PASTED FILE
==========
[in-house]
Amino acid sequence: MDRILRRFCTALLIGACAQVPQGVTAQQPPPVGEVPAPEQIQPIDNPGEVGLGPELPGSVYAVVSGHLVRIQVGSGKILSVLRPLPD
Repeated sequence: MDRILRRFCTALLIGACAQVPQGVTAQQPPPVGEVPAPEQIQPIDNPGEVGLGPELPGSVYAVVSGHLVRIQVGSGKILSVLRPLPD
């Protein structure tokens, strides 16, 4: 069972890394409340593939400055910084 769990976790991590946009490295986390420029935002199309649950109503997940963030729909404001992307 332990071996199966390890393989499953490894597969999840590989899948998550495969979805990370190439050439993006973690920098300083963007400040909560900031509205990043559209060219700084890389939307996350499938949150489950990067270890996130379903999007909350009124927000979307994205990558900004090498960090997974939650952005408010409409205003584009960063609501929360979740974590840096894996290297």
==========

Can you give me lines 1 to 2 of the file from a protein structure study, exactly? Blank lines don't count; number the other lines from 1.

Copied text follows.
[in-house]
Amino acid sequence: MDRILRRFCTALLIGACAQVPQGVTAQQPPPVGEVPAPEQIQPIDNPGEVGLGPELPGSVYAVVSGHLVRIQVGSGKILSVLRPLPD